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Board Interlocks and the Propensity to be Targeted in Private Equity Transactions

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  • Toby Stuart
  • Soojin Yim
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    Abstract

    In this paper, we examine the propensity for U.S. public companies to become targets for private equity-backed, take-private transactions. We consider the characteristics of 483 private equity-backed deals in the 2000-2007 period relative to public companies, and find that, in addition to the financial drivers studied in previous works, board characteristics and director networks are also associated with deal generation. We find that a company that has a director who has had LBO experience through prior board service is ~40% more likely to receive a private equity offer, and that the strength of this effect varies with the influence of the director and the quality of the prior LBO experience. This effect is robust to the most likely alternative explanations and supports the idea that directors and social networks play an influential role in change-of-control transactions.

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    Bibliographic Info

    Paper provided by National Bureau of Economic Research, Inc in its series NBER Working Papers with number 14189.

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    Date of creation: Jul 2008
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    Publication status: published as Journal of Financial Economics Volume 97, Issue 1, July 2010, Pages 174–189
    Handle: RePEc:nbr:nberwo:14189

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    1. Lehn, Kenneth & Poulsen, Annette, 1989. " Free Cash Flow and Stockholder Gains in Going Private Transactions," Journal of Finance, American Finance Association, vol. 44(3), pages 771-87, July.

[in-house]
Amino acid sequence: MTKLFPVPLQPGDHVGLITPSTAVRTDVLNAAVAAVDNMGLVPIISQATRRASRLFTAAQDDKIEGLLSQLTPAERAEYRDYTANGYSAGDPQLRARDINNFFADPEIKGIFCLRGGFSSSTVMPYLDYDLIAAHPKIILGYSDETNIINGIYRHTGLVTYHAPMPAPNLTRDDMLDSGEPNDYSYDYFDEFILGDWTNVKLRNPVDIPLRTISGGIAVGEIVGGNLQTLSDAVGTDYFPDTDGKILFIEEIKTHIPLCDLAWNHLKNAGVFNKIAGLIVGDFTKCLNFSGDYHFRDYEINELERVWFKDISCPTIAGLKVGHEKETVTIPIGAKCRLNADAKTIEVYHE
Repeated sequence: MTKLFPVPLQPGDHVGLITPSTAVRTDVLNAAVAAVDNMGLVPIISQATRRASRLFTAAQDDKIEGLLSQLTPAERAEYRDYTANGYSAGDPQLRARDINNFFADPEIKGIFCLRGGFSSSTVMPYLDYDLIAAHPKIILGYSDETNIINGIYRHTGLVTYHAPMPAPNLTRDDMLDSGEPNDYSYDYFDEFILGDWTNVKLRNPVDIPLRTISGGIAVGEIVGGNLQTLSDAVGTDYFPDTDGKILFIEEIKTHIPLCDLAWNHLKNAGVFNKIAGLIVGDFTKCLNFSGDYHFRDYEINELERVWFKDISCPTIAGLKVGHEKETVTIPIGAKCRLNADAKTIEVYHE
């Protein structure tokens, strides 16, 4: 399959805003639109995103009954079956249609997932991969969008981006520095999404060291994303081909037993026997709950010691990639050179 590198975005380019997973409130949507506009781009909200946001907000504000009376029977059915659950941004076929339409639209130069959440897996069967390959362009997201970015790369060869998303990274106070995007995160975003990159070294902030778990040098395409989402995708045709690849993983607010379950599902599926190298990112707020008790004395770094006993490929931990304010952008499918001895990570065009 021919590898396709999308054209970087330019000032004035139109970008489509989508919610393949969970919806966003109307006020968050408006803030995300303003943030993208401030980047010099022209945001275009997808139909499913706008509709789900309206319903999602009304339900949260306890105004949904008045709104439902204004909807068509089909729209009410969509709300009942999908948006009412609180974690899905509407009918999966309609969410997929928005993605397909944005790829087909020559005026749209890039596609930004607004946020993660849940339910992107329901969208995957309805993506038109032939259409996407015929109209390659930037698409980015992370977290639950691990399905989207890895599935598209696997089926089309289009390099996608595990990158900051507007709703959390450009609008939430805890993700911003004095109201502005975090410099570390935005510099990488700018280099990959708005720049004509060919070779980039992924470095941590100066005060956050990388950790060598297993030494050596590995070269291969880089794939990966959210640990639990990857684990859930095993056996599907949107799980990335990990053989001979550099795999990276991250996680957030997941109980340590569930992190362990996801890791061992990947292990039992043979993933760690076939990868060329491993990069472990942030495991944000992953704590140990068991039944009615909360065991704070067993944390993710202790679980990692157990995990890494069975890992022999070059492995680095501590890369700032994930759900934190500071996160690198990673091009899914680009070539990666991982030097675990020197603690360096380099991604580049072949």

2. Keisuke Hirano & Guido W. Imbens & Geert Ridder, 2003. "Efficient Estimation of Average Treatment Effects Using the Estimated Propensity Score," Econometrica, Econometric Society, vol. 71(4), pages 1161-1189, 07.
    3. Dooley, Peter C, 1969. "The Interlocking Directorate," American Economic Review, American Economic Association, vol. 59(3), pages 314-23, June.
    4. Renneboog, L.D.R. & Simons, T., 2005. "Public-to-Private Transactions: LBOs, MBOs, MBIs and IBOs," Discussion Paper 2005-98, Tilburg University, Center for Economic Research.
    5. Robert L. Kieschnick, Jr, 1998. "Free Cash Flow and Stockholder Gains in Going Private Transactions Revisited," Journal of Business Finance & Accounting, Wiley Blackwell, vol. 25(1&2), pages 187-202.
    6. David T. Robinson & Toby E. Stuart, 2007. "Network Effects in the Governance of Strategic Alliances," Journal of Law, Economics and Organization, Oxford University Press, vol. 23(1), pages 242-273, April.
    7. Halpern, Paul & Kieschnick, Robert & Rotenberg, Wendy, 1999. "On the Heterogeneity of Leveraged Going Private Transactions," Review of Financial Studies, Society for Financial Studies, vol. 12(2), pages 281-309.
    8. Hallock, Kevin F., 1997. "Reciprocally Interlocking Boards of Directors and Executive Compensation," Journal of Financial and Quantitative Analysis, Cambridge University Press, vol. 32(03), pages 331-344, September.
    9. Eliezer M. Fich & Anil Shivdasani, 2006. "Are Busy Boards Effective Monitors?," Journal of Finance, American Finance Association, vol. 61(2), pages 689-724, 04.
    10. Yael V. Hochberg & Alexander Ljungqvist & Yang Lu, 2007. "Whom You Know Matters: Venture Capital Networks and Investment Performance," Journal of Finance, American Finance Association, vol. 62(1), pages 251-301, 02.
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    Cited by:
    1. Bauguess, Scott W. & Moeller, Sara B. & Schlingemann, Frederik P. & Zutter, Chad J., 2009. "Ownership structure and target returns," Journal of Corporate Finance, Elsevier, vol. 15(1), pages 48-65, February.

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